Tuesday, March 9, 2010

In eleven days we mark the first day of spring and while many places still feel like winter, I though I would share a few surprises from yesterdays trip home after dropping my daughter off in San Cruz. By all accounts it was a beautiful day with rain showers and periodic breaks of sunshine, with pockets of warmth, followed by strong winds and even a down pouring of hail. And I loved every minute of it.

Just north of Santa Cruz but before Davenport I came upon a field of blue flowers bathing in the sun. Cars were speeding by as I made my way down an embankment and then up the hill. For the next half hour or so, I stood, photographing the flowers, which after many years simply spread unabated into a visual spectacle.

I was on my way to the cove where upon my last visit during a heavy storm I discovered the two heart-shaped stones. Since then I had a strong yearning to visit this location as I felt it had been calling me all these weeks.

The opening to the coastal access is nested between eucalyptus trees and easily missed. The wind was blowing hard and I felt under-dressed even with a heavy jacket. On my way to the shoreline, a rain shower erupted, but I remained undaunted and continued on. As I reached the edge of the cliff, the rain stopped and I began witnessing nature’s impressive display of light, clouds, and a rainbow.

Tansy-leaved Evening Primrose

On the way down to the cove, I noticed between the grasses a yellow flower beaming with joy. It seemed to be shouting for attention as strong gusts of wind had it swinging back and forth, shaking any drops of water from its yellow petals. There were a few more individual clusters of evening primrose a little further on, however a number of their flowers had been battered by previous heavy rainfall, that the petals were damaged.

After gathering a few large pebbles for the garden and finding another heart shaped rock, I continued to drive north towards Pigeon Point Light House. Just before the official entrance to the lighthouse, I pulled over on to a dirt road the field hands use to gain access, so that I could photograph the ocean and the dramatic cloud formation that was unfolding.
The ground was soft and soaking wet as I made my way towards the ridge. Sheltered in a thicket of shrubs I noticed something bright and after a quick glance I proceeded onward towards my objective, knowing I would return to the where nature held a surprise.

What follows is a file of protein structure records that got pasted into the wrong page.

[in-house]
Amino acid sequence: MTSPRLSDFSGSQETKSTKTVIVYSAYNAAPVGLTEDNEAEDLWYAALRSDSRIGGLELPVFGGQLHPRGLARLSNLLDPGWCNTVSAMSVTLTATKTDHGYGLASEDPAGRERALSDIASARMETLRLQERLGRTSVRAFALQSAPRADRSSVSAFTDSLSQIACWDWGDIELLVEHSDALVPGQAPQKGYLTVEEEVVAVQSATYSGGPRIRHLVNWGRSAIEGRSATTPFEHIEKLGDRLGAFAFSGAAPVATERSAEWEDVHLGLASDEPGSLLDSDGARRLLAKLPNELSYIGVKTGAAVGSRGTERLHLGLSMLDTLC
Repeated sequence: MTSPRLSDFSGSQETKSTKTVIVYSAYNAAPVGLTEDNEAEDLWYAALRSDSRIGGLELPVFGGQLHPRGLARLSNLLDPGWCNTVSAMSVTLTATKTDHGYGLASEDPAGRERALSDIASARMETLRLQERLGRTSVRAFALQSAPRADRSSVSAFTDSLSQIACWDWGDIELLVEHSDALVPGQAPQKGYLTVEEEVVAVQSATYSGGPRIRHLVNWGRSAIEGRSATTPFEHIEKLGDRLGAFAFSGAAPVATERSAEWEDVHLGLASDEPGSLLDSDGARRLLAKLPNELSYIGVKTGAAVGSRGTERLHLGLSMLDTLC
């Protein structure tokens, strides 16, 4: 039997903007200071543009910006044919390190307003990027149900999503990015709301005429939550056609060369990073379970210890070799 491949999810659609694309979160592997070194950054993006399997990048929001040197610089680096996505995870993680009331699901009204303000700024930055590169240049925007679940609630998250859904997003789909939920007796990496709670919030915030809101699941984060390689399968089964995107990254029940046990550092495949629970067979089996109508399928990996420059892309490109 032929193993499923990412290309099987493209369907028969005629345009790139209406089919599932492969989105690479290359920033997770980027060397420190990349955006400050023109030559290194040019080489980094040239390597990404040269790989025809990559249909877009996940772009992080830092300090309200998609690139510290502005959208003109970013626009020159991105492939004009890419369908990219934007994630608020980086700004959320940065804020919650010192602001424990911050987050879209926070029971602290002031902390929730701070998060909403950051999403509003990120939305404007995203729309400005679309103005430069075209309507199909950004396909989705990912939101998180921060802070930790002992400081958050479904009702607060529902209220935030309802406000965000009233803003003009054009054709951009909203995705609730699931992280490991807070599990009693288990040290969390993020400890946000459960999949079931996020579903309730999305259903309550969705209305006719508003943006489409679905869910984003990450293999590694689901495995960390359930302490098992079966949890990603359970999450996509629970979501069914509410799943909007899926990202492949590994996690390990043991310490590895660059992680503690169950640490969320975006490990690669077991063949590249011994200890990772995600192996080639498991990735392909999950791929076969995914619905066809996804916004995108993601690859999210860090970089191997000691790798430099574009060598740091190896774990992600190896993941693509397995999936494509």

Tough-leaved Iris

Though I already knew a future post about this trip would be forthcoming, I decided that I could not keep to myself natures treasure of a single blue iris emerging from the surrounding darkness and shinning in the rays of a late afternoon sun. I needed to share, bringing some cheer to those still suffering winters hold, even though we to are still in our midst of a northern California winter. I still had one more place to visit before heading home. The hour was getting late, my appearance a mess and though very tired, my spirit held firm. Next stop, Bean Hollow.

By now the winds had increased, the heights of waves multiplied from earlier in the day, and their ferocity had also become more pronounced. I headed on down the steps onto a beach of tiny pebbles, watching a group of small birds chasing a retreating wave, while collecting shells the ocean had surrendered. Without warning, I was standing in the middle of a brief hailstorm. Once it passed, I took a few more photographs of the setting sun and then returned home.

This day would not have been possible if I did not take my daughter back to school. I would have not experienced the beauty and drama of nature as I did and the adventure does not end there. For back home there waited another surprise, a letter from a concerned friend, who knew of my medical procedure of last week.

Eva Macie — A Creative Life

Eva sent me a beautiful hand made card that she had crafted with loving care. A collage of different papers, speckled with a little bit of fiber and dashes of gold leaf, a few lines and an outline of a heart. All I can say is that it was the crowning of my day, making it a most memorable one indeed.

Anna Mavromatis — my Ephemera . . .

As I bring this post to a conclusion, I wish to publicly express an earlier joy that arrived unexpectantly in the mail a couple of weeks ago. It came from Anna Mavromatis in response to receiving full resolution files of two irises that appeared on my other blog. She had sent me a print of each, along with a Thank you card that she too had made herself. Anna’s technique employed the use of a computer to assemble botanical scans and a photograph, then printed on her mono printed-paper she had made earlier.

I thank you both, Anna and Eva for your beautiful
and thoughtful gift that I shall treasure dearly.


Thursday, March 4, 2010

This month’s sidebar worth mentioning